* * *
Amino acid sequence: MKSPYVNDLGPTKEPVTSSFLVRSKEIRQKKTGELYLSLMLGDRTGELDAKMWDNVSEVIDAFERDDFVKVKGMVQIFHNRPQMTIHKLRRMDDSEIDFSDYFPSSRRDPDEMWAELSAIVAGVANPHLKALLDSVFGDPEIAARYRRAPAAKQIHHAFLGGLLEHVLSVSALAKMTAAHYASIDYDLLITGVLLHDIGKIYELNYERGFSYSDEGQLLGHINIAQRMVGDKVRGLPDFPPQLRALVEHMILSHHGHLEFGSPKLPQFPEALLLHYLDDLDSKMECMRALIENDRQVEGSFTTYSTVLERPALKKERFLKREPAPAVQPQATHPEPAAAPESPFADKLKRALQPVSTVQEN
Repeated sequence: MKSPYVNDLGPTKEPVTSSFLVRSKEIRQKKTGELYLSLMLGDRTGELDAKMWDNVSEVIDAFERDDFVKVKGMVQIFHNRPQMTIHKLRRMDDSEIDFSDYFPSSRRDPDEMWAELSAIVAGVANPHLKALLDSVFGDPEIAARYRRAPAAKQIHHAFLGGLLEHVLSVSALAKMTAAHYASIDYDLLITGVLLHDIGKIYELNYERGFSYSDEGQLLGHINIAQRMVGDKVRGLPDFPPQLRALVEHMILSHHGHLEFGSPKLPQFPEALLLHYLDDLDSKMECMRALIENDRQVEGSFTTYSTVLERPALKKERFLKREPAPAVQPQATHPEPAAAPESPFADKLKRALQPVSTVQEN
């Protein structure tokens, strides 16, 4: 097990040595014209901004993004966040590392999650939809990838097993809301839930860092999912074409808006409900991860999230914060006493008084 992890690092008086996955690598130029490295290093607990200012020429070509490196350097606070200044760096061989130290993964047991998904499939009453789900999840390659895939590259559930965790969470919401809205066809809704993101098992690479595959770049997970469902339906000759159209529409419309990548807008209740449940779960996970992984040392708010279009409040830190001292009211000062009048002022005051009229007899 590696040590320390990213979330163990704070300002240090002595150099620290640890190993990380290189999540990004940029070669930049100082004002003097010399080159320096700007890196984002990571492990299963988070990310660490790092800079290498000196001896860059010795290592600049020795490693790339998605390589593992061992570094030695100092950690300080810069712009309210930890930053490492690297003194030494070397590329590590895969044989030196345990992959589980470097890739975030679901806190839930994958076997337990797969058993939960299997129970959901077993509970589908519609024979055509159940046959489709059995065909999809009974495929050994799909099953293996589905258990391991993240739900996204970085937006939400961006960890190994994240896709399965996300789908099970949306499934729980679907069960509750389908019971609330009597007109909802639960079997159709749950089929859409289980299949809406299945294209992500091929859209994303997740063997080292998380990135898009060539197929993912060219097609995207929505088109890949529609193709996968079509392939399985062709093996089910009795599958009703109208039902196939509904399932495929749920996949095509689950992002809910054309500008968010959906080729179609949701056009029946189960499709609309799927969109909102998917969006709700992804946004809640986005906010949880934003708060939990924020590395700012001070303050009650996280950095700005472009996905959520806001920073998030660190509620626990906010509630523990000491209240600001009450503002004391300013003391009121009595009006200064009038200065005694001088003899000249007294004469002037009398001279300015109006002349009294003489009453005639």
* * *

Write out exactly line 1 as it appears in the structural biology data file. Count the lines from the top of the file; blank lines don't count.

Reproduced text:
Amino acid sequence: MKSPYVNDLGPTKEPVTSSFLVRSKEIRQKKTGELYLSLMLGDRTGELDAKMWDNVSEVIDAFERDDFVKVKGMVQIFHNRPQMTIHKLRRMDDSEIDFSDYFPSSRRDPDEMWAELSAIVAGVANPHLKALLDSVFGDPEIAARYRRAPAAKQIHHAFLGGLLEHVLSVSALAKMTAAHYASIDYDLLITGVLLHDIGKIYELNYERGFSYSDEGQLLGHINIAQRMVGDKVRGLPDFPPQLRALVEHMILSHHGHLEFGSPKLPQFPEALLLHYLDDLDSKMECMRALIENDRQVEGSFTTYSTVLERPALKKERFLKREPAPAVQPQATHPEPAAAPESPFADKLKRALQPVSTVQEN